Understanding the causes and consequences of reproductive cooperation is a major goal of research in the DuVal Lab. In collaboration with Jim Cox, vertebrate ecologist at Tall Timbers Research Station, this project investigates the effects of social context (and especially mate limitation) on cooperative behavior in the Brown-headed Nuthatch (Sitta pusilla).
Brown-headed Nuthatches are small, cavity-nesting passerines found in mature pine forests of the southeastern US, and the color-banded population at Tall Timbers offers a great opportunity to study variaition in cooperative behavior. This species is a classic "cooperative breeder," meaning that non-breeding adults often help raise others' offspring rather than breeding independently. Cooperative nuthatch groups naturally vary in helper number, helper sex, and relatedness to breeders, which lets us investigate the influence of experimental manipulations on each of these factors.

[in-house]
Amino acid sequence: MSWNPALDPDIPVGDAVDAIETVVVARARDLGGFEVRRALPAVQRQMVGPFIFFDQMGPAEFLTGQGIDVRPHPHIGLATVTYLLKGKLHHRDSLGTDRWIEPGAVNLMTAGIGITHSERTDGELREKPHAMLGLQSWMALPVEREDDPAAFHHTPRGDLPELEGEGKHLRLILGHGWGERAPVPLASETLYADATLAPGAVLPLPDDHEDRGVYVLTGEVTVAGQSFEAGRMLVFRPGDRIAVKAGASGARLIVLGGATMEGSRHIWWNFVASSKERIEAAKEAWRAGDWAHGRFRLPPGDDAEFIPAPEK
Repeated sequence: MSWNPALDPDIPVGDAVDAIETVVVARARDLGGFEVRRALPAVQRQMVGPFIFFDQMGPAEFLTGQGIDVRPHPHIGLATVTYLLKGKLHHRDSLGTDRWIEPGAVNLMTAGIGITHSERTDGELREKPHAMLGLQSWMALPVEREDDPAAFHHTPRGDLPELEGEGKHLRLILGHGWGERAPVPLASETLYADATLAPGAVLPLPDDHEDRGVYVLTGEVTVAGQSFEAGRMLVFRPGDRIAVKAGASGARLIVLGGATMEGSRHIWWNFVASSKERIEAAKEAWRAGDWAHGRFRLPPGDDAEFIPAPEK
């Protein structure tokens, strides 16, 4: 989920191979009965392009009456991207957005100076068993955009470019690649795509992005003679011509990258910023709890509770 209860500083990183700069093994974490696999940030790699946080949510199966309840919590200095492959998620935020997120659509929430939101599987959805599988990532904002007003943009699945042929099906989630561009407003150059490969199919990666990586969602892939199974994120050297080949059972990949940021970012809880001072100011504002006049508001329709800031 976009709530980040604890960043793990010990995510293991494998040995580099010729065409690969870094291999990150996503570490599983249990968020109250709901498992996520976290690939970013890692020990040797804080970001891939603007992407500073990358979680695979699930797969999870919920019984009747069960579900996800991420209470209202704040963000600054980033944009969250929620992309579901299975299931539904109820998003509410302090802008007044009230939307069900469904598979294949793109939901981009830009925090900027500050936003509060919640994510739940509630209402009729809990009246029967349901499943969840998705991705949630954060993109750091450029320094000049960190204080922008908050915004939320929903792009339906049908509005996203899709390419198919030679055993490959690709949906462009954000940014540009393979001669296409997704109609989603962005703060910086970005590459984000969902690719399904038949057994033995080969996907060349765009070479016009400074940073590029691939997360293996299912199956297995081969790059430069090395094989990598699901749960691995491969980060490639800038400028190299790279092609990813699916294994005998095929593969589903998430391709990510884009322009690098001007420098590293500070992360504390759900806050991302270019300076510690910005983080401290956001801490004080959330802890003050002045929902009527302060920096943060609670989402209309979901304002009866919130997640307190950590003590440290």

photo by Elliot Schunke
The nuthatch project also provides excellent research opportunities for current FSU undergraduates, as Tall Timbers is located just north of Tallahassee. Most recently, Alan Moss completed a Directed Independent Study project in spring 2012 that investigated whether cooperative groups provided females with more food resources during incubation.